Bombardier Aerospace recently delivered the 400th Challenger 300 during a ceremony at the aircraft manufacturer’s facilities in Montreal. The milestone super-midsize jet will be operated by Russian business aviation firm BJet, which also has a Global 5000 and 6000, Challenger 605 and 850 and Learjet 60 in its fleet. The first Challenger 300 was delivered to Bombardier Flexjet in early 2004.
Bombardier has pushed back certification of the Learjet 70/75 to the fourth quarter of this year, from what had been planned to be an early-2013 entry into service. “Our supplier, Garmin, encountered some difficulties in delivering its avionics hardware and software,” a Bombardier spokeswoman told AIN. The Learjet 70/75 were slated to be the first jets certified with Garmin’s G5000 flight deck, although Cessna’s Sovereign might now enter service before the new Learjet.
Al Bateen Executive Airport has been named the preferred hub in the Middle East for German air ambulance and VIP charter jet operator FAI rent-a-jet (d/b/a Flight-Ambulance-Int’l). As part of the arrangement, two dedicated air ambulance jets–a Challenger 604 and Learjet 60–will be permanently based at Al Bateen and served by German aeromedical teams. FAI selected Al Bateen Executive Airport as its Middle Eastern hub because of its “ability to best serve increasing client demand from the region, the Far East and Asia.”
Bombardier’s wholly owned Amsterdam Service Center at Amsterdam-Schiphol International Airport will soon add engine services by Dallas Airmotive, interior refurbishment by OHS Aviation and aircraft cleaning and detailing by the Allen Group to its line and heavy maintenance services for Learjet, Challenger and Global business jets, the Canadian company announced here yesterday. Plans call for a series of agreements with the three suppliers to take effect in the second half of this year.
The Challenger 350 will become the time-to-climb leader of the entire Bombardier business jet line once it enters service next year, Bombardier Challenger v-p and general manager Stephane Lablanc told a gathering of reporters during a technical briefing here yesterday. Bombardier expects the super midsize to jet to reach 41,000 feet in 18 minutes, surpassing the current leader, the Learjet 60.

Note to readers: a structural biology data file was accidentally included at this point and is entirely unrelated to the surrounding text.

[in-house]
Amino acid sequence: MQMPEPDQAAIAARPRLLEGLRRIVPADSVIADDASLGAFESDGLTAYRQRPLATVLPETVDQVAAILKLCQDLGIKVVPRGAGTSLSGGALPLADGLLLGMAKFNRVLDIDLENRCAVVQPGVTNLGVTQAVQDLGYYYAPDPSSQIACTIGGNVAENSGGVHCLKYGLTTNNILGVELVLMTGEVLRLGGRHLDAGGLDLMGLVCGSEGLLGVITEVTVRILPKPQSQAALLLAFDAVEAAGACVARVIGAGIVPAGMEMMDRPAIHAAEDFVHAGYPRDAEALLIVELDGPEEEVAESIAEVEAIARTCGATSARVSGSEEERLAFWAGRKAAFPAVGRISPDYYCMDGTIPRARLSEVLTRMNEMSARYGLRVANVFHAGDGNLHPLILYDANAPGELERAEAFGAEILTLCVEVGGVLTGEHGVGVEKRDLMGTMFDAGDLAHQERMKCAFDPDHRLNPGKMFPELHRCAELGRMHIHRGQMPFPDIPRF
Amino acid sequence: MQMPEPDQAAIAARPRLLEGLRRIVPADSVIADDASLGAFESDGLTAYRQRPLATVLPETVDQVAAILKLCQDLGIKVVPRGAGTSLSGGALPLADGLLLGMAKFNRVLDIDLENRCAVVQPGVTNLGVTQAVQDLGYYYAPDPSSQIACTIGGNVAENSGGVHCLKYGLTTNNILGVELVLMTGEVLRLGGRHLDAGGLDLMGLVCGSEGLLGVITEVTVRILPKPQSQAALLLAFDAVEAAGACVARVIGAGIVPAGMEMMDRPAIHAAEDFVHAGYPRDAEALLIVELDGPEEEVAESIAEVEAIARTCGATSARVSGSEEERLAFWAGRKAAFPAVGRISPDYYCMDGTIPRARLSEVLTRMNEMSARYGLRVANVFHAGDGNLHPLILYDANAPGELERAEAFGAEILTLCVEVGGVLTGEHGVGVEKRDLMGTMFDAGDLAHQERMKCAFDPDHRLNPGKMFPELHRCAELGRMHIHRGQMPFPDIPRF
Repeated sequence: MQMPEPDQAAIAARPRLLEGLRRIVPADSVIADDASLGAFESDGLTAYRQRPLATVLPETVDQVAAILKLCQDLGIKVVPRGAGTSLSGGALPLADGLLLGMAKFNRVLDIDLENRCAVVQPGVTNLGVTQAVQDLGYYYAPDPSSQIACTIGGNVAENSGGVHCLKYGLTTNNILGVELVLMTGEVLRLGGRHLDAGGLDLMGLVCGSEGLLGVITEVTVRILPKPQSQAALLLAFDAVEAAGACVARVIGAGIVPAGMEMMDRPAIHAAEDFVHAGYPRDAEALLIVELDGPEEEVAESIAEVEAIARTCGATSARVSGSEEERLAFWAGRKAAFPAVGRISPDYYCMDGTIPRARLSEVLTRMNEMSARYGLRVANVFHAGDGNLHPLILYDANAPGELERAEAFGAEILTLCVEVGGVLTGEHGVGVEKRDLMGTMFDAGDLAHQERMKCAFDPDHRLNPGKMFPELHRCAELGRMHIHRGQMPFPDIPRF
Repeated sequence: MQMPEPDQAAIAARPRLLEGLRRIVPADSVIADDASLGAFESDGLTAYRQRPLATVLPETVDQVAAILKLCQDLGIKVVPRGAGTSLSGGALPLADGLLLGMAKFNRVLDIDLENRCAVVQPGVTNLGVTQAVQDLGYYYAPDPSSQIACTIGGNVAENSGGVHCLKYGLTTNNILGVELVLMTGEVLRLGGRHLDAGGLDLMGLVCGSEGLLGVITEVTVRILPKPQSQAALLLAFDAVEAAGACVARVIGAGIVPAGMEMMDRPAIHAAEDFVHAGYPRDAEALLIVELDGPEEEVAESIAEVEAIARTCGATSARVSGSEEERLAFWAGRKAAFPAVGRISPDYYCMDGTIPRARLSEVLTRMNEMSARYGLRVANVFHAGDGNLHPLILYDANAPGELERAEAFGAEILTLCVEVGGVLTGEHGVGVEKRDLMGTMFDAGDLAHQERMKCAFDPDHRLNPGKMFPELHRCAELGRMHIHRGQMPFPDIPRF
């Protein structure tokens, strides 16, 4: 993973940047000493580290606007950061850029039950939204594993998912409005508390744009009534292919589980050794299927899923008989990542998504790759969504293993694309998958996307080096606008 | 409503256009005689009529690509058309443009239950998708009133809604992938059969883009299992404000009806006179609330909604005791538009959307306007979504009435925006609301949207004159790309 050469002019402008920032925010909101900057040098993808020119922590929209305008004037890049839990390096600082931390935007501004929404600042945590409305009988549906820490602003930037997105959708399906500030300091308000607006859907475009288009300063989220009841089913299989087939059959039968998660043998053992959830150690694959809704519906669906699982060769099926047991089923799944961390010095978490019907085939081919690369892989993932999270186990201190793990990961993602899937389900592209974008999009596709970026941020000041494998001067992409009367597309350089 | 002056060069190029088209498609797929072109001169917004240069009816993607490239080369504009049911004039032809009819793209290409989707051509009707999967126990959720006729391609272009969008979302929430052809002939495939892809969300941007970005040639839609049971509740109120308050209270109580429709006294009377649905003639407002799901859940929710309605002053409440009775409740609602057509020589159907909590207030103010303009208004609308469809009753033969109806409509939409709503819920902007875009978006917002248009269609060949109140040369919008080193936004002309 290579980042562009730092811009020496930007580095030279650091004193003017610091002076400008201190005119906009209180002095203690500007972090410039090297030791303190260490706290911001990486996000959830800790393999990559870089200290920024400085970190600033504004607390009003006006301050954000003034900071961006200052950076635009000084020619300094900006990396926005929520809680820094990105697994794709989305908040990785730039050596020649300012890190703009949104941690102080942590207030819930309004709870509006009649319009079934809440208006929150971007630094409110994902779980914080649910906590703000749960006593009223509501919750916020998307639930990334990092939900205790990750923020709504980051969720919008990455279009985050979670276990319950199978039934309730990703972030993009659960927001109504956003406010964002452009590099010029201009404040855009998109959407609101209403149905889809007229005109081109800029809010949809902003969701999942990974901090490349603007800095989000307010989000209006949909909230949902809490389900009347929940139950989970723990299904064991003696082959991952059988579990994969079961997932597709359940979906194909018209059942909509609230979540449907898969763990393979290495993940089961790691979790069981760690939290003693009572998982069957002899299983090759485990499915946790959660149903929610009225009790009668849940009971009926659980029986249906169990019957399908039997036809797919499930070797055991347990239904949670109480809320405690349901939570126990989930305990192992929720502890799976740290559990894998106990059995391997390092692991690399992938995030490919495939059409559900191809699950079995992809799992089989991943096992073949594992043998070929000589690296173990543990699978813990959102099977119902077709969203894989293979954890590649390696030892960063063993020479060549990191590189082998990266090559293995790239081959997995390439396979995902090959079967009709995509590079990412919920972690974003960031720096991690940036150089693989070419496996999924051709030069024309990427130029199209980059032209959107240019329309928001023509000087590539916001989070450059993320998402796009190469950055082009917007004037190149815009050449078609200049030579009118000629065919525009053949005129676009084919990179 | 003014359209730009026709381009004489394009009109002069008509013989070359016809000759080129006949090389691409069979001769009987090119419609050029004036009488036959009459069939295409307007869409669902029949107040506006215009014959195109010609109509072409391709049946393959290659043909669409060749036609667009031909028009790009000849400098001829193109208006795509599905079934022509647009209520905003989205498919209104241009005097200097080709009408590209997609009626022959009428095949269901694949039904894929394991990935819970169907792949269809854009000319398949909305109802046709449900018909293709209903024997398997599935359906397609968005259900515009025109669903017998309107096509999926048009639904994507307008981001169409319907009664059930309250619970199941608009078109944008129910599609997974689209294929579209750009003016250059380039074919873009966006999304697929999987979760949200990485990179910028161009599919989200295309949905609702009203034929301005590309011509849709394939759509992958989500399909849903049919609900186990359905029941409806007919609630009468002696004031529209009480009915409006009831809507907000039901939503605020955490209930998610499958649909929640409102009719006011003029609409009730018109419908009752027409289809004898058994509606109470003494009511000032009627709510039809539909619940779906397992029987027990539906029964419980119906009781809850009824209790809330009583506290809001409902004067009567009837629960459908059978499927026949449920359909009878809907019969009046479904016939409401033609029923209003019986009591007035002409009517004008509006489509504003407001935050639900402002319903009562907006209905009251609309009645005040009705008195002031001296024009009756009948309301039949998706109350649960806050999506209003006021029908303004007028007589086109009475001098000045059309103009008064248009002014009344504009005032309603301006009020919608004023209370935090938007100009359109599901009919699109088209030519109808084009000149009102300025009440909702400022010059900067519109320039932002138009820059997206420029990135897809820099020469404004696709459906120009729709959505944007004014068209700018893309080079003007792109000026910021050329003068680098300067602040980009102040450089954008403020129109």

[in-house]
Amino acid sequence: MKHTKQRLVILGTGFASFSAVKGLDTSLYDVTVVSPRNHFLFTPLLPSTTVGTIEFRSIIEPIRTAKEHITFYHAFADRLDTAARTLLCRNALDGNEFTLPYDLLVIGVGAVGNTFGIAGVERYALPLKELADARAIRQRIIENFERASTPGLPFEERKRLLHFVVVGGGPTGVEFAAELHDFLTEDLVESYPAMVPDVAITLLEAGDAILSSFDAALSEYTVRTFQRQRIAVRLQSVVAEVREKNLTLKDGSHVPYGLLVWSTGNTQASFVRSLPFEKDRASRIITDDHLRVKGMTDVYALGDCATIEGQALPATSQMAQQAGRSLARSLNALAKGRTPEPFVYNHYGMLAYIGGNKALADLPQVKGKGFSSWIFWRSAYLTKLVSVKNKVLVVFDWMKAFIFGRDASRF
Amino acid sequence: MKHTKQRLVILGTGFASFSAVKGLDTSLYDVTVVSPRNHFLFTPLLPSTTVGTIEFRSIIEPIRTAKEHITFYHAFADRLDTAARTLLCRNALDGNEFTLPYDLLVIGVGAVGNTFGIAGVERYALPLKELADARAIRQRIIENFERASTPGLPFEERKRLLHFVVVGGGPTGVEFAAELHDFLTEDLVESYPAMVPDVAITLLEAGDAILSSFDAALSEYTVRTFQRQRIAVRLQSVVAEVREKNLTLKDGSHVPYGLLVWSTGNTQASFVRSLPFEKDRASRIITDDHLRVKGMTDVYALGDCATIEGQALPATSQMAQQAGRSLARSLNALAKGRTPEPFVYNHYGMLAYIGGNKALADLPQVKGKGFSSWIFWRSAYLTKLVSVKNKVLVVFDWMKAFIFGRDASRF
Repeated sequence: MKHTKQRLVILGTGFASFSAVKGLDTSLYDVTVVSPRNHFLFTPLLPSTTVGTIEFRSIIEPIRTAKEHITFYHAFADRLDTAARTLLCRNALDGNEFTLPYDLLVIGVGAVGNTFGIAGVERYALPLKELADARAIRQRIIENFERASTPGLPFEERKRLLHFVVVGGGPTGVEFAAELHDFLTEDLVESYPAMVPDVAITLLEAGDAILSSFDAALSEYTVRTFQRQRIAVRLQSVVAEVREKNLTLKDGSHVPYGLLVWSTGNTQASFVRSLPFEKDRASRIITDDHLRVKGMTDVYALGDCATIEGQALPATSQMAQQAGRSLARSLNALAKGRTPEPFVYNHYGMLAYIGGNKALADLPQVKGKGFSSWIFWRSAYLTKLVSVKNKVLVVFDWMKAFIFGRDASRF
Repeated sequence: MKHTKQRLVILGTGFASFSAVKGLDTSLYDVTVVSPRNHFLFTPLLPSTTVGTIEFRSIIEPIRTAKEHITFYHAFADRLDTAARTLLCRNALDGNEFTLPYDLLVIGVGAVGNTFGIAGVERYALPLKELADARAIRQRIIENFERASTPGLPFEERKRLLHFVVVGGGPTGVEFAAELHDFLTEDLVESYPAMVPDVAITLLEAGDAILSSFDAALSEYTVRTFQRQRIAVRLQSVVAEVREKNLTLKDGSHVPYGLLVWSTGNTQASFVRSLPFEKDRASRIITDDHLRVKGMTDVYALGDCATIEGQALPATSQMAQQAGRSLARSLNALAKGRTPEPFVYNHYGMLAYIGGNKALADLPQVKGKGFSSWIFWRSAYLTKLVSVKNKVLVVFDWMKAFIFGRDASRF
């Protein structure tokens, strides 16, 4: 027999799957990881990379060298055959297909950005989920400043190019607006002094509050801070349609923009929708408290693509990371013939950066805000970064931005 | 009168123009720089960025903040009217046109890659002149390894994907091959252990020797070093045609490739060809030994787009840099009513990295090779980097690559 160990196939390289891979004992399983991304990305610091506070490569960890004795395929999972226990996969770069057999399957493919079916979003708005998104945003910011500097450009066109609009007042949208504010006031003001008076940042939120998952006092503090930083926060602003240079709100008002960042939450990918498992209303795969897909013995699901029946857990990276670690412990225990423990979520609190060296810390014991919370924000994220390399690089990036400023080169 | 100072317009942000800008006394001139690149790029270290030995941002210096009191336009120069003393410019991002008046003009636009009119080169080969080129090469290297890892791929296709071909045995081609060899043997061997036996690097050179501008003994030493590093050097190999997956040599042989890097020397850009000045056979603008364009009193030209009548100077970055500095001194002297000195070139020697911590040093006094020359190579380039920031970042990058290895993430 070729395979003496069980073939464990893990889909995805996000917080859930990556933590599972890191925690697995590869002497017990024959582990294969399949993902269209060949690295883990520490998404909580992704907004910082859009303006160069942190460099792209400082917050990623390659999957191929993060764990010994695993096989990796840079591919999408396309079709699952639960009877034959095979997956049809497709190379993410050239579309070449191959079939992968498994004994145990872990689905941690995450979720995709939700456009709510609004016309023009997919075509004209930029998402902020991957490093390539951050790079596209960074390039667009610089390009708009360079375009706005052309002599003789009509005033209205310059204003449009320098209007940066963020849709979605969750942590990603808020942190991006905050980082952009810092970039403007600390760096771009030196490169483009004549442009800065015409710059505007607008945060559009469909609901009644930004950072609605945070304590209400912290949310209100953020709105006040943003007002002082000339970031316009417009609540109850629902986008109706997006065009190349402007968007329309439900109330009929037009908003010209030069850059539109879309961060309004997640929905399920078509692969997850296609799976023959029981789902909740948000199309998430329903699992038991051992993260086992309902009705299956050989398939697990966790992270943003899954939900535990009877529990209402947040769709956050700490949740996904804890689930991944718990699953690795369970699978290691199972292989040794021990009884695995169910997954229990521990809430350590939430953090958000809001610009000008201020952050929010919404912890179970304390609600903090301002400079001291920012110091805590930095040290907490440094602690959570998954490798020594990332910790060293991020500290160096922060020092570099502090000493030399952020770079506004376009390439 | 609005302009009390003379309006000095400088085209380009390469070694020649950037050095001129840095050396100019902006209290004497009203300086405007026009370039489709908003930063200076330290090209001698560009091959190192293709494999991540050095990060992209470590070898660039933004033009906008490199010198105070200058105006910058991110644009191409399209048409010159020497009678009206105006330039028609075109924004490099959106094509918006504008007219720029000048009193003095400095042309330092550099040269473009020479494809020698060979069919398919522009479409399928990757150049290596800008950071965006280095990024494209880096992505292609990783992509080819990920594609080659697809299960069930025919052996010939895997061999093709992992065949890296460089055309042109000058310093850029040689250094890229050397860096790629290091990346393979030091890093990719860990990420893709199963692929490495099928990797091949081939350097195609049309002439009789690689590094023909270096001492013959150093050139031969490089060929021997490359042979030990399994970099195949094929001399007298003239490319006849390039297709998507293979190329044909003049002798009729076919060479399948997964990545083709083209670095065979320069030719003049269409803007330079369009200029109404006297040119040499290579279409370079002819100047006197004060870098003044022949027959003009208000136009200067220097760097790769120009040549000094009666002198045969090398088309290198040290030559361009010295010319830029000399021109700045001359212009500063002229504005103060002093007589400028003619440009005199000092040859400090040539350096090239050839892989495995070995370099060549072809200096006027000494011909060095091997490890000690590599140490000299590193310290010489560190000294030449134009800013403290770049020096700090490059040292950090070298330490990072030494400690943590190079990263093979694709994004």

German air ambulance specialist Flight Ambulance International (Booth 1047) has named Abu Dhabi Airports Company’s Al Bateen Executive Airport as its preferred stopover airport in the Middle East region. Under the agreement, Al Bateen will host two Learjet 60s dedicated to air ambulance service and served by German Medical Teams. A Learjet 60 air ambulance can accommodate a medical team, one patient and two patient escorts and can carry critically ill patients between Abu Dhabi and anywhere in the world.
The Challenger 350 will become the time-to-climb leader of the entire Bombardier business jet line once it enters service next year, Bombardier Challenger vice president and general manager Stéphane Leblanc said at a technical briefing at EBACE. Bombardier expects the super-midsize jet to reach 41,000 feet in 18 minutes, surpassing the manufacturer’s current leader, the Learjet 60.
Bombardier Business Aircraft chose Strasbourg, France-based Happy Design (Booth 7011) to render the paint scheme on its Learjet 75 demonstrator here at the EBACE static park. Happy Design’s Didier Wolff has also been commissioned to create designs for the entire Bombardier line of demonstrators, including Learjet, Challenger and Global models.
If you see Michal Dvorak here at EBACE wearing a big smile, congratulate him on his new appointment. He was just named chief financial officer of ABS Jets (Booth 2052), with operational bases in Prague and Bratislava. Dvorak has always had a keen interest in both aviation and finance, and his new job will enable him to leverage his expertise in both areas.
Among the few economic forces behind the rather tepid recovery of the market segment covering small and medium-sized business jets, perhaps the most influential rests with the world’s financiers. While the large business jet segment remains buoyant due to its comparative immunity from the vagaries of liquidity availability, for the rest of the market a lack of attractive financing terms remains a serious problem, according Pratt & Whitney Canada (PWC) president John Saabas.